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And the write-in presidential candidates are ...

Voters cast their ballots in the Illinois primary

Voters cast their ballots in the Illinois primary in Hinsdale, Ill., on March 18, 2014. Credit: AP

In Norman Maclean’s semi-autobiographical novel, “A River Runs Through It,” the author recounts the fatal 1942 pistol-whipping of his brother Paul after a contentious late-night poker game. When Mclean’s father, a tough frontier Presbyterian minister, learns of his son’s death, and that all the bones in one of Paul’s hands had been broken, he whispers a single inquiry: “Which hand?”

I’ve always interpreted his anguished question to mean, “Did my son go down fighting?” Its actual meaning has been the subject of debate since the book was published. (It was later made into a pretty good movie.)

The Rev. John Norman Maclean’s words, as I read them, have been nagging at me at all week. A presidential race that looked to be a laugher 10 days ago is now a barnburner. Donald Trump has proved to be that trick candle that won’t be extinguished, and Hillary Clinton has turned out to be, well, Hillary Clinton. The latter has an indubitable bearing on the former.

The dramatic tightening in the polls this week ruined the planned comedic relief I had endeavored to provide exasperated voters in this final pre-Election-Day column. It was to feature both fun and serious recommendations Newsday readers emailed me for write-in presidential candidates: Former Defense Secretary Robert Gates and former President George H.W. Bush were solid picks. Three Toms were proposed — Hanks, Selleck and Kirkman. Iggy Pop got a nod. So did Bob Dylan. George Carlin was nominated posthumously. I wonder what he would have said about this election.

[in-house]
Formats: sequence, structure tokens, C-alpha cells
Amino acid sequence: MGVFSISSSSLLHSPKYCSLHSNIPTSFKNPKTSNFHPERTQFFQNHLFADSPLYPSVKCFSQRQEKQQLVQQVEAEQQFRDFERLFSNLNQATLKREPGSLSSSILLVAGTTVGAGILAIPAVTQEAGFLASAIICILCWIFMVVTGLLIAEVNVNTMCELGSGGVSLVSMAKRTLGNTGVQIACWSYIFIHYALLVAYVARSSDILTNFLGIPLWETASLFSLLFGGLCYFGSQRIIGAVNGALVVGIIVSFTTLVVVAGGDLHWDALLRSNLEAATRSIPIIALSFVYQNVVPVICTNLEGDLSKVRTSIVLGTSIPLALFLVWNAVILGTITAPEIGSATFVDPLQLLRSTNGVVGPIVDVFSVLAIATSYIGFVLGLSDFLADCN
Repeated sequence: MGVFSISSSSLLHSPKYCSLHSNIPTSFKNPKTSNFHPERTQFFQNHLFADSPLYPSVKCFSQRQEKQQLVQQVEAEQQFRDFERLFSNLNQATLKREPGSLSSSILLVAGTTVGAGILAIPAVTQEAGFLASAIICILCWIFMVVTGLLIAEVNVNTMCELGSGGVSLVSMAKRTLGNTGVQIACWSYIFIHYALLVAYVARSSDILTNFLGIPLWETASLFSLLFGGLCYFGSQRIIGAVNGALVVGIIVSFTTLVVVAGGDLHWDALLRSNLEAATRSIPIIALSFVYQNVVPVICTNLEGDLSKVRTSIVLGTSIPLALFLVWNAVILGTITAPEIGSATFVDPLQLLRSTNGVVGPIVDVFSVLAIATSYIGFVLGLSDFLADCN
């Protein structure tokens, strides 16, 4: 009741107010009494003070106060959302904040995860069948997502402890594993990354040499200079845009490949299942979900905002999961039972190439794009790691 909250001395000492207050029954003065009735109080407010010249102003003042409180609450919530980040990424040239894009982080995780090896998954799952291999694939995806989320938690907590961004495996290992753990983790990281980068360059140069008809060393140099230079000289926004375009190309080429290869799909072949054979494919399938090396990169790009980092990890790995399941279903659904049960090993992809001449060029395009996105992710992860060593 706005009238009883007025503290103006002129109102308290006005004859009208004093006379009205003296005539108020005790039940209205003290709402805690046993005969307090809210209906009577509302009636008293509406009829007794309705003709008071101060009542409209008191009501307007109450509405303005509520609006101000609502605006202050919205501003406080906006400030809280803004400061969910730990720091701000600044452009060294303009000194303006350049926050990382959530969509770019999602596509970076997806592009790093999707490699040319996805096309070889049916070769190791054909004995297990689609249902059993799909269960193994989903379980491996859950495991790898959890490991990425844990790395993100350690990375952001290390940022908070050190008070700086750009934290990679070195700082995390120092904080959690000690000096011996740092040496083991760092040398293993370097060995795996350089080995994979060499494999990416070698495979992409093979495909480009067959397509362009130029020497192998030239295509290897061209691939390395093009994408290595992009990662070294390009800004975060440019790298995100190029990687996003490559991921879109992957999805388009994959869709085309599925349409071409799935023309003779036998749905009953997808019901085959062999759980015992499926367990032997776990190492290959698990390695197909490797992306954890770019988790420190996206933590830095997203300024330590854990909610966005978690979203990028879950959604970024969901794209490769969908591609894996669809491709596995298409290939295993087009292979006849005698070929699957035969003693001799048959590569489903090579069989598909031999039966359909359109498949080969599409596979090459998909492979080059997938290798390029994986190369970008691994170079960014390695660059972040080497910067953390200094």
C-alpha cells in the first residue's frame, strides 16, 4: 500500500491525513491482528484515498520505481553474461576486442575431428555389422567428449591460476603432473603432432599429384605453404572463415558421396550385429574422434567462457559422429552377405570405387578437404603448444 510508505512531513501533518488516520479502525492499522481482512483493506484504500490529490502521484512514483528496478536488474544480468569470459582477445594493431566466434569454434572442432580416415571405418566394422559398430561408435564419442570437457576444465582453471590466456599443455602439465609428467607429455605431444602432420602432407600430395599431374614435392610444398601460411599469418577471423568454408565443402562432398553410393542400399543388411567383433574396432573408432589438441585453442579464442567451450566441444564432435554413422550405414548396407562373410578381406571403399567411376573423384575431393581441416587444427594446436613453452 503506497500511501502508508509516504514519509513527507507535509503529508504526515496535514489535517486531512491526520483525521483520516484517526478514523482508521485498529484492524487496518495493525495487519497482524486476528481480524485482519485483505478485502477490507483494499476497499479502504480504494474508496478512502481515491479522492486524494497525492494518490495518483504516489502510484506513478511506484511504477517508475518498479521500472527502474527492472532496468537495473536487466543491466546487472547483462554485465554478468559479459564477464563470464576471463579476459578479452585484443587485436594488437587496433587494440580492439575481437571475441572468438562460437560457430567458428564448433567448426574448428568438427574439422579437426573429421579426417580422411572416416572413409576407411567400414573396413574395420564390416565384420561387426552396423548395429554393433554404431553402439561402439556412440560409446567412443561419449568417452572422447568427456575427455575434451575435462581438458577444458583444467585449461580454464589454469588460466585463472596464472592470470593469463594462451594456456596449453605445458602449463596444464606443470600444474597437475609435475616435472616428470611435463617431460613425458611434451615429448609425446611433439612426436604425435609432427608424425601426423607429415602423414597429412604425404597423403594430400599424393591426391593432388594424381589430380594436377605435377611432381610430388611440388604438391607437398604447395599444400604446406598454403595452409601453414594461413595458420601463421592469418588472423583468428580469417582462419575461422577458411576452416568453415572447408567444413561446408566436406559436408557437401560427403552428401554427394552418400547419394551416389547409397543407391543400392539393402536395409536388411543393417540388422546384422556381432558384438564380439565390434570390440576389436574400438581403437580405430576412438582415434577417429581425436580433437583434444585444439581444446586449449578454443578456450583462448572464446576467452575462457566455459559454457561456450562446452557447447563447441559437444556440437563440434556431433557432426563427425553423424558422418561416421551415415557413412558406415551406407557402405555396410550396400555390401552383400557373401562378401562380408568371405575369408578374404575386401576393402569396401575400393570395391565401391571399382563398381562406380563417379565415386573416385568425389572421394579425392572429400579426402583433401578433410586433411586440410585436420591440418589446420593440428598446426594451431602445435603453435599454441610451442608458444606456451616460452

I got a touching letter from a teacher named Linda Gerver. She nominated a former student named Carley. “She has every attribute I’d like to see in a president,” Gerver wrote. But Carley is only 13.

Several readers reluctantly offered to serve. Any one of them would likely be better than the two main choices offered. Indeed, had the polls not tightened, I’d be writing in Steven Lincoln for president and Dori Cohen for vice president. Steven is a Nassau County police officer who won a Bronze Star in Afghanistan as a U.S. Army Reserve officer. Officer Lincoln said I could vote for him as a last resort. Cohen is a world-class Bridge player — she won a silver medal for the United States at the 1994 World Bridge Championships — and now is a criminal defense attorney. Reader Richard Siegelman convincingly offered himself up as a “benevolent dictator.”

But “which hand?” burrows into the conscience. After all this, will those of us spiritually and intellectually resistant to Trump and Clinton go down joking or fighting? The answer, of course, has to be fighting.

That leaves a single choice on Election Day: Evan McMullin for president and Mindy Finn for vice president. McMullin, a former CIA officer and “Never Trump” independent, and Finn, who worked on Mitt Romney’s presidential campaign, won’t win in New York, where they’d have to be written in, but they have a very real chance of winning Utah and its six electoral votes. Polls have Utah as a three-way race now.

As unlikely a scenario as it may be, a McMullin win in Utah could prevent both Trump and Clinton from receiving the 270 electoral votes needed to win the presidency (One scenario being discussed by pollsters would put it at: Clinton: 269, Trump: 263, McMullin: 6.) That would throw the race into the House of Representatives, which would choose a compromise candidate for the presidency.

There are many validated third party candidates: Libertarian Gary Johnson, anti-abortion rights Democrat Henry Hewes and Mike Maturen of the American Solidarity Party were all suggested by readers. But only McMullin has the possibility, however slim, of preventing Clinton or Trump from being our next president. That’s good enough for me.

Evan McMullin has both my vote and my prayers.

William F. B. O’Reilly is a consultant for Republicans.


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